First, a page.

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Questions on Menstrual Cramps
Menstrual cramps typically occur every month when a woman's uterus is sloughing off old tissue during the
(period). While many women go through life without a problem, others may require special attention during this time as there are conditions that can create unbearable pain and excessive menstrual cramping. Some of these require focused medical treatment. To learn more about menstrual cramps and the treatment for them, take a look at the questions below that have been answered by the Experts.
What does it mean when a woman has cramps but is not having a period?
Case details: Severe nausea, not on
, extremely light period for three days after sex.
In most cases, menstrual cramping occurs when a woman's uterus is trying to get rid of something such as old tissue as part of a menstrual cycle. However, if the woman is experiencing these symptoms without a period, there could be other possibilities.
One of the reasons for the bleeding and cramps could be a pregnancy that is turning into a
. Sometimes, a light period that follows sex indicates signs of implantation. If this happens, it would be advisable to consult an OB/GYN if the bleeding occurs especially after intercourse. Since a blighted ovum or a
could cause a negative pregnancy test, an ultrasound by an OB/GYN is generally the best way to determine the cause of the bleeding.
Another reason for the bleeding could be a uterine polyp. If a woman has a uterine polyp, she could experience cramping when her uterus is trying to rid itself of the polyp. Usually an ultrasound of the uterus will reveal the presence of a polyp.
Another possibility could be the side effects of ovulation. Ovulation can sometimes cause mild cramping and
around 10 days after a woman has had a period. Many times a
will also accompany the pain and spotting. However, if the cramps are accompanied by severe nausea, a trip to the doctor may be required for immediate treatment.
Is it normal to have something similar to menstrual cramps while pregnant?
In most cases, it is normal for a woman to experience light cramps similar to menstrual cramps in the first stages of pregnancy. The usual cause of the cramping is because the woman's uterus is adjusting to the changes that accompany pregnancy. In other words, when a fetus grows, it could cause slight cramping in the lower regions of the abdomen or on one side of the abdomen.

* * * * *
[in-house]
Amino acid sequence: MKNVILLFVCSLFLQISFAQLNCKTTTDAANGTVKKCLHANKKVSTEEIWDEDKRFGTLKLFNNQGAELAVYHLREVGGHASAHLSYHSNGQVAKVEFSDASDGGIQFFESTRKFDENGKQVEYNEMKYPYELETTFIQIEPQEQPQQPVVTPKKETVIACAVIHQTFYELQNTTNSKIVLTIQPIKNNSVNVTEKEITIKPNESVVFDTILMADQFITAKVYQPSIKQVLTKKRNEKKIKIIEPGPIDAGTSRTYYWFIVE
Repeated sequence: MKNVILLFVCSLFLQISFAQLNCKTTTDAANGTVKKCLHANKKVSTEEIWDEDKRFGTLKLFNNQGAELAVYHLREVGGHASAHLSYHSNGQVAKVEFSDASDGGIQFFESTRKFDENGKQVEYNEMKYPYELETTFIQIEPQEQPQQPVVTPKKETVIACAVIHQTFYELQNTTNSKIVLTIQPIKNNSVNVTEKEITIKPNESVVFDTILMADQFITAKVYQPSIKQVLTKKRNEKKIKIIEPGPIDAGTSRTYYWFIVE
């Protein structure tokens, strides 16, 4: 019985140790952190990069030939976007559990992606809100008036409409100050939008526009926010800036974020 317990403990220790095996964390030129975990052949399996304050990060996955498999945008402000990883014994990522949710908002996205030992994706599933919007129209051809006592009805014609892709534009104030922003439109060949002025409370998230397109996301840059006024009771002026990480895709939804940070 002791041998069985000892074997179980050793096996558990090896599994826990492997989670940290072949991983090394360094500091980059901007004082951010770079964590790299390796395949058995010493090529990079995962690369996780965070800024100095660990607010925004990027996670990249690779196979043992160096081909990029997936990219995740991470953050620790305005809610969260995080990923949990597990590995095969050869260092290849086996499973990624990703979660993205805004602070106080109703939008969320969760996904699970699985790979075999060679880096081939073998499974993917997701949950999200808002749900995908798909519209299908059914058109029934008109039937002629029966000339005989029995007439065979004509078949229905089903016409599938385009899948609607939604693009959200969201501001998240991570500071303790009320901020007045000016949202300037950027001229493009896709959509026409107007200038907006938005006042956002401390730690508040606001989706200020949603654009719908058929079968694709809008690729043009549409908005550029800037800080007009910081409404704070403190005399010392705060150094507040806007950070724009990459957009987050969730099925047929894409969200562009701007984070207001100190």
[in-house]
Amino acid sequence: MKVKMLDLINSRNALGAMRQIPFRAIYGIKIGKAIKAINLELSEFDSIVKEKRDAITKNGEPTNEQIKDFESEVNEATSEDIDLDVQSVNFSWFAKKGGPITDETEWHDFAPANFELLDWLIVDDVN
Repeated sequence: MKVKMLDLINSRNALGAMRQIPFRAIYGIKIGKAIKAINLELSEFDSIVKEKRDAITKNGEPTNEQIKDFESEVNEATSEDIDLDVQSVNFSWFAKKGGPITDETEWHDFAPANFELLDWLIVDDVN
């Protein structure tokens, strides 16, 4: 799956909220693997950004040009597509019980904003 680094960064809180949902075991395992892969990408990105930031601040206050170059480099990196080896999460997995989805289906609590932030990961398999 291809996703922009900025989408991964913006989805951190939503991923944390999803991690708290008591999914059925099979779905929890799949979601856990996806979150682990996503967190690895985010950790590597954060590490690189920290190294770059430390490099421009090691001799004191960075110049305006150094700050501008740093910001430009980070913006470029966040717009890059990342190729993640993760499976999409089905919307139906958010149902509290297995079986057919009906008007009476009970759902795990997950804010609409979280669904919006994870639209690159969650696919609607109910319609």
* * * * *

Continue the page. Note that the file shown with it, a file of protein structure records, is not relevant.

Another reason could be if a small cyst forms on the ovary in the area where the egg comes out before travelling to the uterus. This cyst will usually produce progesterone until the placenta begins to produce it on its own. This type of cyst can also cause similar cramping sensations as that of a menstrual cramp during the early part of the pregnancy. However, in case the symptoms get worse, a visit to the OB to get a
and ultrasound done is recommended.
Is it normal to have menstrual cramps and bleeding after a hysterectomy where only the cervix was removed?
When a hysterectomy is done, it typically means that the uterus has been removed. However, when the surgery leaves the cervix intact, the actual term for the procedure is a subtotal hysterectomy. In case, the cervix is removed and the uterus is left intact, the procedure would be called a trachelectomy. In this situation, a woman can not only experience cramping but also have a period.
In case the woman has menstrual cramps after the uterus has been removed, this could be due to issues of the ovaries, bowel, bladder or pelvic ligaments. However, if there is spotting, this could be attributed to the healing of the cervix and absorption of the stitches. In the event that the woman experiences heavy flow, she should contact her surgeon immediately.
What home remedy can help very painful menstrual cramps?
Case details: Advil and paracetamol helps lessen pain but it comes back, vomiting also present